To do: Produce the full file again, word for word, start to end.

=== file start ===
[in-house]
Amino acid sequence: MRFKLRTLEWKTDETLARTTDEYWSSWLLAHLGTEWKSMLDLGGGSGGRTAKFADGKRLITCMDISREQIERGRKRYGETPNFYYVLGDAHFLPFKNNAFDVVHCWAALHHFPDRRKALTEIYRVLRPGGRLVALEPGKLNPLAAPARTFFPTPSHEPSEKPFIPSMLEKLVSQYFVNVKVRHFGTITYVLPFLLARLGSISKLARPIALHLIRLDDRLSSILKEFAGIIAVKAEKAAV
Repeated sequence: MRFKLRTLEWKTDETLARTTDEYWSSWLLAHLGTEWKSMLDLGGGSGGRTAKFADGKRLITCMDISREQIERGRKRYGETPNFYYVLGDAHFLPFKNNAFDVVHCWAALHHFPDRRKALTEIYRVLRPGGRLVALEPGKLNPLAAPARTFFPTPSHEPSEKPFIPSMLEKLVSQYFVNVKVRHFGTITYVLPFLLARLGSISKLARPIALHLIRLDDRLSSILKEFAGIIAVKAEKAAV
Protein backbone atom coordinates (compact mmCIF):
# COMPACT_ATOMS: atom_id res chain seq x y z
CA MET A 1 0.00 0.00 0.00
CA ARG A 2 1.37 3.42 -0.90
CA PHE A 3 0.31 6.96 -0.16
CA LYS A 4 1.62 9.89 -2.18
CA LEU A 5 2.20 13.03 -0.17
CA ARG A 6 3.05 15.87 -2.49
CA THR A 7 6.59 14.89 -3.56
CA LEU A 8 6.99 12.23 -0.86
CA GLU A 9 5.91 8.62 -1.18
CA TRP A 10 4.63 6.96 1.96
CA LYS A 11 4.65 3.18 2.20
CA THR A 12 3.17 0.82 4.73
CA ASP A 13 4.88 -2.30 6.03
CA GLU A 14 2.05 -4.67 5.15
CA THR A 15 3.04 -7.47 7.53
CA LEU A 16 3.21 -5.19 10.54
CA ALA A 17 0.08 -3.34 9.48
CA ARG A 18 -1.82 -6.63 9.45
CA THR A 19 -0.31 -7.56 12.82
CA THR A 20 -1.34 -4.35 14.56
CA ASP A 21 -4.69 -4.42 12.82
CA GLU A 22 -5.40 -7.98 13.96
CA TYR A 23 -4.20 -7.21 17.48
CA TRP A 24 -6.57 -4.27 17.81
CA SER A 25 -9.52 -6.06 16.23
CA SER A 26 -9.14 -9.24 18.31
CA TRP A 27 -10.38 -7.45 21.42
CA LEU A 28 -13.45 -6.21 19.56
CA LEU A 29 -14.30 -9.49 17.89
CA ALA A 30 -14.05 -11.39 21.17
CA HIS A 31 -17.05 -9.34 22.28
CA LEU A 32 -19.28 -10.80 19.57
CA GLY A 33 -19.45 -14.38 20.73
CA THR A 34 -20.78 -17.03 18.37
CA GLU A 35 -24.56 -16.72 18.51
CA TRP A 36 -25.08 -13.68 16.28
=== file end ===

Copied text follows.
[in-house]
Amino acid sequence: MRFKLRTLEWKTDETLARTTDEYWSSWLLAHLGTEWKSMLDLGGGSGGRTAKFADGKRLITCMDISREQIERGRKRYGETPNFYYVLGDAHFLPFKNNAFDVVHCWAALHHFPDRRKALTEIYRVLRPGGRLVALEPGKLNPLAAPARTFFPTPSHEPSEKPFIPSMLEKLVSQYFVNVKVRHFGTITYVLPFLLARLGSISKLARPIALHLIRLDDRLSSILKEFAGIIAVKAEKAAV
Repeated sequence: MRFKLRTLEWKTDETLARTTDEYWSSWLLAHLGTEWKSMLDLGGGSGGRTAKFADGKRLITCMDISREQIERGRKRYGETPNFYYVLGDAHFLPFKNNAFDVVHCWAALHHFPDRRKALTEIYRVLRPGGRLVALEPGKLNPLAAPARTFFPTPSHEPSEKPFIPSMLEKLVSQYFVNVKVRHFGTITYVLPFLLARLGSISKLARPIALHLIRLDDRLSSILKEFAGIIAVKAEKAAV
Protein backbone atom coordinates (compact mmCIF):
# COMPACT_ATOMS: atom_id res chain seq x y z
CA MET A 1 0.00 0.00 0.00
CA ARG A 2 1.37 3.42 -0.90
CA PHE A 3 0.31 6.96 -0.16
CA LYS A 4 1.62 9.89 -2.18
CA LEU A 5 2.20 13.03 -0.17
CA ARG A 6 3.05 15.87 -2.49
CA THR A 7 6.59 14.89 -3.56
CA LEU A 8 6.99 12.23 -0.86
CA GLU A 9 5.91 8.62 -1.18
CA TRP A 10 4.63 6.96 1.96
CA LYS A 11 4.65 3.18 2.20
CA THR A 12 3.17 0.82 4.73
CA ASP A 13 4.88 -2.30 6.03
CA GLU A 14 2.05 -4.67 5.15
CA THR A 15 3.04 -7.47 7.53
CA LEU A 16 3.21 -5.19 10.54
CA ALA A 17 0.08 -3.34 9.48
CA ARG A 18 -1.82 -6.63 9.45
CA THR A 19 -0.31 -7.56 12.82
CA THR A 20 -1.34 -4.35 14.56
CA ASP A 21 -4.69 -4.42 12.82
CA GLU A 22 -5.40 -7.98 13.96
CA TYR A 23 -4.20 -7.21 17.48
CA TRP A 24 -6.57 -4.27 17.81
CA SER A 25 -9.52 -6.06 16.23
CA SER A 26 -9.14 -9.24 18.31
CA TRP A 27 -10.38 -7.45 21.42
CA LEU A 28 -13.45 -6.21 19.56
CA LEU A 29 -14.30 -9.49 17.89
CA ALA A 30 -14.05 -11.39 21.17
CA HIS A 31 -17.05 -9.34 22.28
CA LEU A 32 -19.28 -10.80 19.57
CA GLY A 33 -19.45 -14.38 20.73
CA THR A 34 -20.78 -17.03 18.37
CA GLU A 35 -24.56 -16.72 18.51
CA TRP A 36 -25.08 -13.68 16.28